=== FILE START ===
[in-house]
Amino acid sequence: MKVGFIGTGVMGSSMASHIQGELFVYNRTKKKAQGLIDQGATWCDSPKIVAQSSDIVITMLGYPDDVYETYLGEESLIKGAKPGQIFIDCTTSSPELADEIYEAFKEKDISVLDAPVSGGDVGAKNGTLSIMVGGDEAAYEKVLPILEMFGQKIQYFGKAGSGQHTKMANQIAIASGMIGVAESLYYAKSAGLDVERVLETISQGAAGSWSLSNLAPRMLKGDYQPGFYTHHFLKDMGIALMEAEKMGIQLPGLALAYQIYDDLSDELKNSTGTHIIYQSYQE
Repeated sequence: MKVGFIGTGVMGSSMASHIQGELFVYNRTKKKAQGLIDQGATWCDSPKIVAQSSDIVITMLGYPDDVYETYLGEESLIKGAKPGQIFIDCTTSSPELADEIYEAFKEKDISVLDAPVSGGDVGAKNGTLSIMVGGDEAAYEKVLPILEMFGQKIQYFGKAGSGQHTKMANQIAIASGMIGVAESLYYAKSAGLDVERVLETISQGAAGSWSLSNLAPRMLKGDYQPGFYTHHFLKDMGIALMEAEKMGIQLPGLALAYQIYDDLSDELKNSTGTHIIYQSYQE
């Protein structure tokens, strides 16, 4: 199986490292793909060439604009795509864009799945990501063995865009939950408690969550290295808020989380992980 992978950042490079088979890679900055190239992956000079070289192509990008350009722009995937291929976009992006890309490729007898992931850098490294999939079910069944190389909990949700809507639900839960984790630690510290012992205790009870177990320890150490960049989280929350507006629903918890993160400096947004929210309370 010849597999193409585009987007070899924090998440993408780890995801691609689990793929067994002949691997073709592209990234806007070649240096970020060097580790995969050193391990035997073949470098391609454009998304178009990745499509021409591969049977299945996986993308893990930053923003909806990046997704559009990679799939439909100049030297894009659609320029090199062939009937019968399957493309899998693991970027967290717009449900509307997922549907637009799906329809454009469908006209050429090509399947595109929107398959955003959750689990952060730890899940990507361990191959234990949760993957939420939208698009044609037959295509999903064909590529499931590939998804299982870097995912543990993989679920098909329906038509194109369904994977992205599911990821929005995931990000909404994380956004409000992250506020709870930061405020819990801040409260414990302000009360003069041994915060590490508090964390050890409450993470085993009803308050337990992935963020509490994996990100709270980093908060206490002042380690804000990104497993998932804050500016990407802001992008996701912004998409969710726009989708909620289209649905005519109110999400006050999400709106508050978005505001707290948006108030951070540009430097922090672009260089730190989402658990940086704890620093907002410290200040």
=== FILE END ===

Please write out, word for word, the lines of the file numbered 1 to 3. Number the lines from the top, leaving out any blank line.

[in-house]
Amino acid sequence: MKVGFIGTGVMGSSMASHIQGELFVYNRTKKKAQGLIDQGATWCDSPKIVAQSSDIVITMLGYPDDVYETYLGEESLIKGAKPGQIFIDCTTSSPELADEIYEAFKEKDISVLDAPVSGGDVGAKNGTLSIMVGGDEAAYEKVLPILEMFGQKIQYFGKAGSGQHTKMANQIAIASGMIGVAESLYYAKSAGLDVERVLETISQGAAGSWSLSNLAPRMLKGDYQPGFYTHHFLKDMGIALMEAEKMGIQLPGLALAYQIYDDLSDELKNSTGTHIIYQSYQE
Repeated sequence: MKVGFIGTGVMGSSMASHIQGELFVYNRTKKKAQGLIDQGATWCDSPKIVAQSSDIVITMLGYPDDVYETYLGEESLIKGAKPGQIFIDCTTSSPELADEIYEAFKEKDISVLDAPVSGGDVGAKNGTLSIMVGGDEAAYEKVLPILEMFGQKIQYFGKAGSGQHTKMANQIAIASGMIGVAESLYYAKSAGLDVERVLETISQGAAGSWSLSNLAPRMLKGDYQPGFYTHHFLKDMGIALMEAEKMGIQLPGLALAYQIYDDLSDELKNSTGTHIIYQSYQE